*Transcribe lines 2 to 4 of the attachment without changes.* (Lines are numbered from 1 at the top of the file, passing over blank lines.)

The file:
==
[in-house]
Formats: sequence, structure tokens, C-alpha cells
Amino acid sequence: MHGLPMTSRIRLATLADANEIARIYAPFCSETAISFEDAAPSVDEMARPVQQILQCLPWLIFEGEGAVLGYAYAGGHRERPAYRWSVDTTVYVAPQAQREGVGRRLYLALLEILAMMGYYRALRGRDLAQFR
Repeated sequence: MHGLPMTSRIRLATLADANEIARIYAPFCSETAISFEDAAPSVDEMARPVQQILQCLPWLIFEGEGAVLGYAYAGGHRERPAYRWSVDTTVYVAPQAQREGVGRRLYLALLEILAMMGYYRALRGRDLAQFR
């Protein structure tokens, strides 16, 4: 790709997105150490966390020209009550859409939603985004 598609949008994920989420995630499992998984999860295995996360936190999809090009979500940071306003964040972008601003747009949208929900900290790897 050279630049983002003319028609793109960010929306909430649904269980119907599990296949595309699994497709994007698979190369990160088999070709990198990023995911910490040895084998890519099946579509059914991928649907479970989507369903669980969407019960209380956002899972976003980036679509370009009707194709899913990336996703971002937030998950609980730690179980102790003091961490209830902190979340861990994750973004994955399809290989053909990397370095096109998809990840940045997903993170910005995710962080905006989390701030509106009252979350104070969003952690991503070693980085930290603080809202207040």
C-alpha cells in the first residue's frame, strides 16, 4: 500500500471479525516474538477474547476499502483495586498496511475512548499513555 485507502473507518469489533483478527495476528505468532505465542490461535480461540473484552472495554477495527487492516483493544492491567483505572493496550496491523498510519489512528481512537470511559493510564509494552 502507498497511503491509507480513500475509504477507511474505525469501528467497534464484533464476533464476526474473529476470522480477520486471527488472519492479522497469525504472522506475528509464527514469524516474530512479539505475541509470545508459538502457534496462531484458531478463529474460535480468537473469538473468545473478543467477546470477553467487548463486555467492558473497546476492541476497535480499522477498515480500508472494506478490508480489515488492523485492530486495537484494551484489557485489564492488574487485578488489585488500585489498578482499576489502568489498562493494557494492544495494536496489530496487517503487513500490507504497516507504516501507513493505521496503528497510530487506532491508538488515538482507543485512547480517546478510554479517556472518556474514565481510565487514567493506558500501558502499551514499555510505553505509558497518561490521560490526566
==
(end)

Formats: sequence, structure tokens, C-alpha cells
Amino acid sequence: MHGLPMTSRIRLATLADANEIARIYAPFCSETAISFEDAAPSVDEMARPVQQILQCLPWLIFEGEGAVLGYAYAGGHRERPAYRWSVDTTVYVAPQAQREGVGRRLYLALLEILAMMGYYRALRGRDLAQFR
Repeated sequence: MHGLPMTSRIRLATLADANEIARIYAPFCSETAISFEDAAPSVDEMARPVQQILQCLPWLIFEGEGAVLGYAYAGGHRERPAYRWSVDTTVYVAPQAQREGVGRRLYLALLEILAMMGYYRALRGRDLAQFR